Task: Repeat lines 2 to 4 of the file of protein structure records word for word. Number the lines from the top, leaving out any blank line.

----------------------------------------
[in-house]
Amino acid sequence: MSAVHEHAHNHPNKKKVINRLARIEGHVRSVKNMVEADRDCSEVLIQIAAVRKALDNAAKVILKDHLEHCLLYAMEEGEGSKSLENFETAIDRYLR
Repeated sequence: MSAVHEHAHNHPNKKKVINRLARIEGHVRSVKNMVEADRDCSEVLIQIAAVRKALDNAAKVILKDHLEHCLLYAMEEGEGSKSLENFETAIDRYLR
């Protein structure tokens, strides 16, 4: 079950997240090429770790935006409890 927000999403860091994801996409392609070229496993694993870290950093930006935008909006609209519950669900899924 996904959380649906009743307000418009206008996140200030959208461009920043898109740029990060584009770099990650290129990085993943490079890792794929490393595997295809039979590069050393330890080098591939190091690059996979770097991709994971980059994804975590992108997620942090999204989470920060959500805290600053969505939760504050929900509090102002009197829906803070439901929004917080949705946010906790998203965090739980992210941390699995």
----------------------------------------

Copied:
Amino acid sequence: MSAVHEHAHNHPNKKKVINRLARIEGHVRSVKNMVEADRDCSEVLIQIAAVRKALDNAAKVILKDHLEHCLLYAMEEGEGSKSLENFETAIDRYLR
Repeated sequence: MSAVHEHAHNHPNKKKVINRLARIEGHVRSVKNMVEADRDCSEVLIQIAAVRKALDNAAKVILKDHLEHCLLYAMEEGEGSKSLENFETAIDRYLR
């Protein structure tokens, strides 16, 4: 079950997240090429770790935006409890 927000999403860091994801996409392609070229496993694993870290950093930006935008909006609209519950669900899924 996904959380649906009743307000418009206008996140200030959208461009920043898109740029990060584009770099990650290129990085993943490079890792794929490393595997295809039979590069050393330890080098591939190091690059996979770097991709994971980059994804975590992108997620942090999204989470920060959500805290600053969505939760504050929900509090102002009197829906803070439901929004917080949705946010906790998203965090739980992210941390699995």